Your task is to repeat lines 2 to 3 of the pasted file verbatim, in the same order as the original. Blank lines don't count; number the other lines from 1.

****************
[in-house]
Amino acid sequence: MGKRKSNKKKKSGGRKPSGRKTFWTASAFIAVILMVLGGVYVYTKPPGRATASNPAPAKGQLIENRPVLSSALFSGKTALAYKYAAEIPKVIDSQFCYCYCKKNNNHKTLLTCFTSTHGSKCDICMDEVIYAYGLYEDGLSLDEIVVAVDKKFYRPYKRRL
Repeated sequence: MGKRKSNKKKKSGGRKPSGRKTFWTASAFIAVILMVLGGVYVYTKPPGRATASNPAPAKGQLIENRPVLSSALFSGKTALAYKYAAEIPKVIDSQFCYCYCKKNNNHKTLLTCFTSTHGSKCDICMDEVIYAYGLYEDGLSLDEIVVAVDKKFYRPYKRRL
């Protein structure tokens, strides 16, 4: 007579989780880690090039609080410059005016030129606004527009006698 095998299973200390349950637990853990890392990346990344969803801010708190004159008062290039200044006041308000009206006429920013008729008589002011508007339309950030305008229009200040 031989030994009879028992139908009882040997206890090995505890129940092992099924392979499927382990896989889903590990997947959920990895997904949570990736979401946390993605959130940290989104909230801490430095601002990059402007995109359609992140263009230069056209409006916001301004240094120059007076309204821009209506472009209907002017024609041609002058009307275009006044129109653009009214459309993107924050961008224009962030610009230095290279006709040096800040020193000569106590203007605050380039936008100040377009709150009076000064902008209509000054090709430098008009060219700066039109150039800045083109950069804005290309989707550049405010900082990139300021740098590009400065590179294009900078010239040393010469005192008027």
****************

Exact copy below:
Amino acid sequence: MGKRKSNKKKKSGGRKPSGRKTFWTASAFIAVILMVLGGVYVYTKPPGRATASNPAPAKGQLIENRPVLSSALFSGKTALAYKYAAEIPKVIDSQFCYCYCKKNNNHKTLLTCFTSTHGSKCDICMDEVIYAYGLYEDGLSLDEIVVAVDKKFYRPYKRRL
Repeated sequence: MGKRKSNKKKKSGGRKPSGRKTFWTASAFIAVILMVLGGVYVYTKPPGRATASNPAPAKGQLIENRPVLSSALFSGKTALAYKYAAEIPKVIDSQFCYCYCKKNNNHKTLLTCFTSTHGSKCDICMDEVIYAYGLYEDGLSLDEIVVAVDKKFYRPYKRRL